And I bet that cow on the front of the jug isn’t named Sue…
When we first started on the raw milk journey, it was a bit nostalgic. I have clear memories of filling up a five gallon bucket (think the orange Homer bucket at Home Depot) at a tap sticking out of the wall at a local dairy. Fresh, raw milk for the week. Later, my dad came across a Jersey cow who had half a tail, battled fleas all her life and looked like her hips might pop through her back. But Bess produced the most amazing calves and we had milk straight from our barn for a while.
Nostalgia aside, Lanna and I started hearing of the benefits we were missing out on. The good bacteria (think yogurt and kombucha) we could access, the support of a more local producer, not to mention the taste. Man, that taste! And like I said, we’re lucky. For a while you have to go directly to a dairy or be a part of a co-op to access raw milk. By the time we started buying it, it was sitting on our grocery store shelf.
And it’s $7. For a half gallon.
WHAT?!?! Yeah, we had to shuffle the budget around. We already spend way more than the average family on our groceries, but for us it was a matter of quality over quantity. For instance, if you’re eating food that has good nutrients, you don’t actually have to eat as much. It doesn’t take a scientist to know that eating a pastrami-on-rye is better than a Big Mac, not to mention for more fulfilling even when the burger has twice the calories.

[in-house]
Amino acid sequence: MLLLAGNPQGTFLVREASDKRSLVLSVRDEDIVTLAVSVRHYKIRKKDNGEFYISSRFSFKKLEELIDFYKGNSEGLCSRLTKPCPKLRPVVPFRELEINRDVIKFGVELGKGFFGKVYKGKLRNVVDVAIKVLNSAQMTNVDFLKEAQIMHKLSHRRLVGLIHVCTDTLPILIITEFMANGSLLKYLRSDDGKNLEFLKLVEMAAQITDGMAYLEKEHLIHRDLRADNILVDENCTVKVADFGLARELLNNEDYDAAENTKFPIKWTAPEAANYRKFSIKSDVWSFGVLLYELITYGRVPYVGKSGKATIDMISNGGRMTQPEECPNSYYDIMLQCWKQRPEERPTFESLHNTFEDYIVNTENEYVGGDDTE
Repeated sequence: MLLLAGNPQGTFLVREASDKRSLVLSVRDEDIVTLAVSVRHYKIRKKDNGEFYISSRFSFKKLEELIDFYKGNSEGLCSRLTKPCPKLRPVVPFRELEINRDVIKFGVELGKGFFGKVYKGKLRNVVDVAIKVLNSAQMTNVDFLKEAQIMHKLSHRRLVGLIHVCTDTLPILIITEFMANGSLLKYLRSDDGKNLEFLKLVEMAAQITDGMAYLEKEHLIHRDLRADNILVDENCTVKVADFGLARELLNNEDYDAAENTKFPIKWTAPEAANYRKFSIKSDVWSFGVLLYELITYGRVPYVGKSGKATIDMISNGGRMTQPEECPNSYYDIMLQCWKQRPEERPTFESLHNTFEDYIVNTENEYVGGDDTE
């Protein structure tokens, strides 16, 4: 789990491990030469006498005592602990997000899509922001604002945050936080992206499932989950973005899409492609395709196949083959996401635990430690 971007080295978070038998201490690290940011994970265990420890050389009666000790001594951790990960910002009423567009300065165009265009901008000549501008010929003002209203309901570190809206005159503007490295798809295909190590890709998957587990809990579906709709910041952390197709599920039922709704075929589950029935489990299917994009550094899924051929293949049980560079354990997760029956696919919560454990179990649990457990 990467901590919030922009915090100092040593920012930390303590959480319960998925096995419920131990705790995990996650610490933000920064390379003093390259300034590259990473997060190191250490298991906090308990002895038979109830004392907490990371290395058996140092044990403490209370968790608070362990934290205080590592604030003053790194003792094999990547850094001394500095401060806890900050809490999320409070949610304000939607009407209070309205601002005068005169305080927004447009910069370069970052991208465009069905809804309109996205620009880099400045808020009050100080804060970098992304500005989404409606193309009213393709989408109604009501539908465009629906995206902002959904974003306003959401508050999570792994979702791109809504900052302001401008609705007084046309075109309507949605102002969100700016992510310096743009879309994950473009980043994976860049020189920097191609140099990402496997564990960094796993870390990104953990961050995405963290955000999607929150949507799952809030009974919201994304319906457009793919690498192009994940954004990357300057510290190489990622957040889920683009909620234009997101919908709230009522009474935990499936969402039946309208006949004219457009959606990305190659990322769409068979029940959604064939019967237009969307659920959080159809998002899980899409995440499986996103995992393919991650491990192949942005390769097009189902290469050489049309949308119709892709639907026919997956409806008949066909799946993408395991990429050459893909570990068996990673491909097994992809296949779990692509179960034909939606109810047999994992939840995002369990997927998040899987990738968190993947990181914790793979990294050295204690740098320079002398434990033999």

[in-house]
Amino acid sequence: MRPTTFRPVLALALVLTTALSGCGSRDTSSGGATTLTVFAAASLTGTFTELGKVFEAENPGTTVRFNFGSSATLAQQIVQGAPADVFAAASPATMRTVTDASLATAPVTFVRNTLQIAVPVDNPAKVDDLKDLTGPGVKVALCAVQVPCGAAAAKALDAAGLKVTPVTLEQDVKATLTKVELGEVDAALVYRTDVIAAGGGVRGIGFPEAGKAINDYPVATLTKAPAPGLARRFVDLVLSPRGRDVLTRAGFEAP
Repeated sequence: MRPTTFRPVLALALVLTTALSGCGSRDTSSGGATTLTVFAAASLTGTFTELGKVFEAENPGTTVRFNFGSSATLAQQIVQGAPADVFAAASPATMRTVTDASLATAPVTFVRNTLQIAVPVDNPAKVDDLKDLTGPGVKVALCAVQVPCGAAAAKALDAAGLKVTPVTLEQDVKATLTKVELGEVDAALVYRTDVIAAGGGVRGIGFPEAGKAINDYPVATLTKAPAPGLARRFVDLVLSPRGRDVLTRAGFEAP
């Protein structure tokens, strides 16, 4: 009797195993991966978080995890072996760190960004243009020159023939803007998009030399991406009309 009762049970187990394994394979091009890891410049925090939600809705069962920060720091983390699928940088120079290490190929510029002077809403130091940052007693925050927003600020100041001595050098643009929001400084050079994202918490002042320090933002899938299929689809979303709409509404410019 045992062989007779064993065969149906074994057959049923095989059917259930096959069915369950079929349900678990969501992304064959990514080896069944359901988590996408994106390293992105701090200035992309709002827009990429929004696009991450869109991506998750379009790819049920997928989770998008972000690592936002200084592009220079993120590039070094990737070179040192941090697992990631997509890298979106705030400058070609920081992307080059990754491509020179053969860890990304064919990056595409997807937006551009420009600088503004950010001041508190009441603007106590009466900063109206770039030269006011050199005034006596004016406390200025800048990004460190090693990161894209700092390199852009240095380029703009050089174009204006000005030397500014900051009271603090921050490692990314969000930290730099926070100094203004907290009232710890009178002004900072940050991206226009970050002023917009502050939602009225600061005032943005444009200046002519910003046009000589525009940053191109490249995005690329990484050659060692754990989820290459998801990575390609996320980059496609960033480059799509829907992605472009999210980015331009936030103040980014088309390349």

Good nutrients take less to fill you up. For real…
So we pay it. But it’s like a triple win. I mean, maybe even a win-win-win-win: our boys are healthier for it, we’re supporting small business, we know our farmer, he knows us and has watched our boys grow up, and I could go on. That’s a lot of wins.
And the cool thing is, Rick doesn’t really want his operation to get huge. He doesn’t have stock holders to please, no growth charts to reach, no expansion plans. If it happens, if demand goes up, I’m sure he’d love to give the good stuff to more people. But it’s the quality he’s talking about. Rick won’t sacrifice the quality. I hear this buzz around the market when I go. Benny makes, the best tortillas for us and a few restaurants. He makes 800 tortillas a week. 800! When I asked him if he’s looking for help, he says no. He’s good where he is. No need to grow bigger. Why, I ask? “Quality.”
A few weeks after raw milk had been in our grocery rotation, I walked up to a guy sitting on a cooler with a spread of sample cups on the table in front of him. He was sitting under a pop-up tent with a banner that shared the name stuck to my half-gallon of milk in my fridge. He wore a baseball hat pulled low over his eyes, a black t-shirt, blue jeans and work boots. That day I met Rick. He’d been our dairy man for a a while, but that morning we chatted about farming, cattle, and kids. I left the market with two free jugs for being a loyal customer. But the transition had already been set in motion. Friend was a better suited word for this budding relationship.
That’s quality. That’s living the slow, good life.